The decision to halt proceedings is a further blow to the Attorney General's Chambers, which was already taking flak from lawyers and lawmakers after an internal letter that implied bias was leaked to the public.

The letter, which quickly went viral on social media, was written by Solicitor General III Mohamad Hanafiah Zakaria, who instructed other deputy public prosecutors to object to postponements or delays of cases linked to the previous "kleptocratic government". In Malaysia, the third solicitor general assists the attorney general and is in charge of litigation, including prosecution and trials.

This internal directive has raised questions about the independence of Malaysia's public prosecutor, although Hanafiah has maintained his office is "part of the machinery of the federal government and being part of it, we receive direction and instruction from the government".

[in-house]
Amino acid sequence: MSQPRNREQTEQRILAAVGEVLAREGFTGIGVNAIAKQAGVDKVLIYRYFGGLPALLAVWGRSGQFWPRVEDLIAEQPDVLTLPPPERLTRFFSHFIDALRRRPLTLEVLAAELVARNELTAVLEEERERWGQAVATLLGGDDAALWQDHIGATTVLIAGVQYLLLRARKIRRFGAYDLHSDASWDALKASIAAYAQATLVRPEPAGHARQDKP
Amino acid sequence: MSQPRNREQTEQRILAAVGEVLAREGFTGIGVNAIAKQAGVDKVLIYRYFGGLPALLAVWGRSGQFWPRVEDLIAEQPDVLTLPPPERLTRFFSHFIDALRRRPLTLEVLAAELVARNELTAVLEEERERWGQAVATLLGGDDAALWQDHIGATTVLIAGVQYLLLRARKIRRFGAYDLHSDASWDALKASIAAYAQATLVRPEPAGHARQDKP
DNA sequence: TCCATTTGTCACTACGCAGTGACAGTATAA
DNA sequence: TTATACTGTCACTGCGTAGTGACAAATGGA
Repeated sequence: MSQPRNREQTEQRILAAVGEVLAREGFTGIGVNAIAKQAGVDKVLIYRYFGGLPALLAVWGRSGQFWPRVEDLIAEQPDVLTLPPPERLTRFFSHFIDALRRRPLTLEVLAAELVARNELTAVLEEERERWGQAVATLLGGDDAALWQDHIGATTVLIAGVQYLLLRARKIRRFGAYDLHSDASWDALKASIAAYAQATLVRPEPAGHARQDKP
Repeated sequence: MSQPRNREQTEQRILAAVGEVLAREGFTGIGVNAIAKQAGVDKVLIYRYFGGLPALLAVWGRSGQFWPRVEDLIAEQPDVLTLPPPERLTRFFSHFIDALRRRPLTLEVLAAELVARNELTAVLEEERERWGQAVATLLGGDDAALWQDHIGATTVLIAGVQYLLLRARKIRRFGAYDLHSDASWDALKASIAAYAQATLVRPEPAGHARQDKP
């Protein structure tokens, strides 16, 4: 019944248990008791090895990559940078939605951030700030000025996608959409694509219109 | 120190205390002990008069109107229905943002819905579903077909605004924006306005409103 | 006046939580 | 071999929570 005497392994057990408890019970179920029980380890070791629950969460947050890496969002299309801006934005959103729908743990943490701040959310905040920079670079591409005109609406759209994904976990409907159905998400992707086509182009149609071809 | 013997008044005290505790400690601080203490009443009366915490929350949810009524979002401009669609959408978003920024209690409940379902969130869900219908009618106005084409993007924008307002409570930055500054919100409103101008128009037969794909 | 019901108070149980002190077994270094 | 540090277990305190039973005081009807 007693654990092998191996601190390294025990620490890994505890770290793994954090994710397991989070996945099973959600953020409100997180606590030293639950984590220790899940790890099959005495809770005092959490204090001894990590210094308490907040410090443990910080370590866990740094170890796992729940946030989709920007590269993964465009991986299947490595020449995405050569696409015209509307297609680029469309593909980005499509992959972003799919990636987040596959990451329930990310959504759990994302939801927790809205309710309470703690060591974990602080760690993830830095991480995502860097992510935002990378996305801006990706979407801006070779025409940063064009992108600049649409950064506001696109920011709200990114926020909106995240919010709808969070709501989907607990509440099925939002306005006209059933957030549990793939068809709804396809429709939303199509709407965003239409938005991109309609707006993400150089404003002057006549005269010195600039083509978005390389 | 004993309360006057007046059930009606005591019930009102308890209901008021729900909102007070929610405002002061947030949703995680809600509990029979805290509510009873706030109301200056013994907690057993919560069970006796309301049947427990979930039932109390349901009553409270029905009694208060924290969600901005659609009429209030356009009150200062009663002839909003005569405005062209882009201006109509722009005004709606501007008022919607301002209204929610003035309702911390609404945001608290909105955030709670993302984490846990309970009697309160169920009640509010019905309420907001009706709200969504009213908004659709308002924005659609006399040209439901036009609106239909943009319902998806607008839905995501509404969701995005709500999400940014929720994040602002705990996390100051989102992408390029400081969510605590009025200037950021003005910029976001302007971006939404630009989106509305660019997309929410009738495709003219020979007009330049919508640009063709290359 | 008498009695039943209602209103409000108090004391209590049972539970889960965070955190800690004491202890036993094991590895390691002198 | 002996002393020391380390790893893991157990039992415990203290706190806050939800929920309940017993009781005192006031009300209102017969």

"My email is a reminder to the DPPs [deputy public prosecutors] concerned that the cases must proceed as scheduled and that there shall be no delay in conducting [them]," he said in a statement, emphasising that the trail judge had final say on all adjournments.

Ramkarpal Singh, a lawyer and MP from the ruling Pakatan Harapan coalition that unseated Najib's Barisan Nasional in May's general election, called for Hanafiah's resignation or removal following the leak, saying that the attorney general had to be impartial and the error was "serious and disgraceful".

Ragunath Kesavan, who was previously president of the Malaysian Bar, also criticised the letter.